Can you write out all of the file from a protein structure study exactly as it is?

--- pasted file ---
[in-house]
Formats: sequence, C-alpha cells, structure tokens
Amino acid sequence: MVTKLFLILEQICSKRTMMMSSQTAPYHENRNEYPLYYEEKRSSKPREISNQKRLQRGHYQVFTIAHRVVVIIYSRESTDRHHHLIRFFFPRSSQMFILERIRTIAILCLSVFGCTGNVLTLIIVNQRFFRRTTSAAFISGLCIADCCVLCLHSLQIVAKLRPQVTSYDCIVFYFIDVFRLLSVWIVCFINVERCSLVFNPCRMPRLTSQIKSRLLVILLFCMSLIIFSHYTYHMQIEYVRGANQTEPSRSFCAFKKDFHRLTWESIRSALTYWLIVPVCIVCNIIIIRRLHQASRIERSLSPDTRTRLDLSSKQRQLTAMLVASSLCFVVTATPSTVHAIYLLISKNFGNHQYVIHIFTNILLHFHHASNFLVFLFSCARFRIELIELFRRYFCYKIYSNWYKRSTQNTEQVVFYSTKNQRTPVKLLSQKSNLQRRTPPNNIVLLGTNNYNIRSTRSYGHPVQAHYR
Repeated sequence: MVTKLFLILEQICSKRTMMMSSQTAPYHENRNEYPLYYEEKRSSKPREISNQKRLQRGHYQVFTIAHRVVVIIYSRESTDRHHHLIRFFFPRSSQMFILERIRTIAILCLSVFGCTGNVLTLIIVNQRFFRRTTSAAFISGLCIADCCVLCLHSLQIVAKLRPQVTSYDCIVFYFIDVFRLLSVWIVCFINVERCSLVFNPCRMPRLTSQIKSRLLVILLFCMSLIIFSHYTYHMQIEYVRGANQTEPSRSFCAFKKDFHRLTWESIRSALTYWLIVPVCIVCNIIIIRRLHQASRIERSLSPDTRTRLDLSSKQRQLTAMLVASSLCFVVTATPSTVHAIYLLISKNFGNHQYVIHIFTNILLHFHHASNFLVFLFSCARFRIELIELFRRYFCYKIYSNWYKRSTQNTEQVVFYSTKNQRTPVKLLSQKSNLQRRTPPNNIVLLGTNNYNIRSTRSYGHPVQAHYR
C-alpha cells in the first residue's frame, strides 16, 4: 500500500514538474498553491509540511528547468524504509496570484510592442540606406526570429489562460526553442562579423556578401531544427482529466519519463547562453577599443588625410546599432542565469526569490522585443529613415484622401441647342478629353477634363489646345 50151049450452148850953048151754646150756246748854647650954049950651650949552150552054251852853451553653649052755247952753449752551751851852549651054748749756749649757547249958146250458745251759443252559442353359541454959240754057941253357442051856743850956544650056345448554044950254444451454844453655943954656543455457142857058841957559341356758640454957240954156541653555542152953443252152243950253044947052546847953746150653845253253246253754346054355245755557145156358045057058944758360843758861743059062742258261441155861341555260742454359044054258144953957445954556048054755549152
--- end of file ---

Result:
[in-house]
Formats: sequence, C-alpha cells, structure tokens
Amino acid sequence: MVTKLFLILEQICSKRTMMMSSQTAPYHENRNEYPLYYEEKRSSKPREISNQKRLQRGHYQVFTIAHRVVVIIYSRESTDRHHHLIRFFFPRSSQMFILERIRTIAILCLSVFGCTGNVLTLIIVNQRFFRRTTSAAFISGLCIADCCVLCLHSLQIVAKLRPQVTSYDCIVFYFIDVFRLLSVWIVCFINVERCSLVFNPCRMPRLTSQIKSRLLVILLFCMSLIIFSHYTYHMQIEYVRGANQTEPSRSFCAFKKDFHRLTWESIRSALTYWLIVPVCIVCNIIIIRRLHQASRIERSLSPDTRTRLDLSSKQRQLTAMLVASSLCFVVTATPSTVHAIYLLISKNFGNHQYVIHIFTNILLHFHHASNFLVFLFSCARFRIELIELFRRYFCYKIYSNWYKRSTQNTEQVVFYSTKNQRTPVKLLSQKSNLQRRTPPNNIVLLGTNNYNIRSTRSYGHPVQAHYR
Repeated sequence: MVTKLFLILEQICSKRTMMMSSQTAPYHENRNEYPLYYEEKRSSKPREISNQKRLQRGHYQVFTIAHRVVVIIYSRESTDRHHHLIRFFFPRSSQMFILERIRTIAILCLSVFGCTGNVLTLIIVNQRFFRRTTSAAFISGLCIADCCVLCLHSLQIVAKLRPQVTSYDCIVFYFIDVFRLLSVWIVCFINVERCSLVFNPCRMPRLTSQIKSRLLVILLFCMSLIIFSHYTYHMQIEYVRGANQTEPSRSFCAFKKDFHRLTWESIRSALTYWLIVPVCIVCNIIIIRRLHQASRIERSLSPDTRTRLDLSSKQRQLTAMLVASSLCFVVTATPSTVHAIYLLISKNFGNHQYVIHIFTNILLHFHHASNFLVFLFSCARFRIELIELFRRYFCYKIYSNWYKRSTQNTEQVVFYSTKNQRTPVKLLSQKSNLQRRTPPNNIVLLGTNNYNIRSTRSYGHPVQAHYR
C-alpha cells in the first residue's frame, strides 16, 4: 500500500514538474498553491509540511528547468524504509496570484510592442540606406526570429489562460526553442562579423556578401531544427482529466519519463547562453577599443588625410546599432542565469526569490522585443529613415484622401441647342478629353477634363489646345 50151049450452148850953048151754646150756246748854647650954049950651650949552150552054251852853451553653649052755247952753449752551751851852549651054748749756749649757547249958146250458745251759443252559442353359541454959240754057941253357442051856743850956544650056345448554044950254444451454844453655943954656543455457142857058841957559341356758640454957240954156541653555542152953443252152243950253044947052546847953746150653845253253246253754346054355245755557145156358045057058944758360843758861743059062742258261441155861341555260742454359044054258144953957445954556048054755549152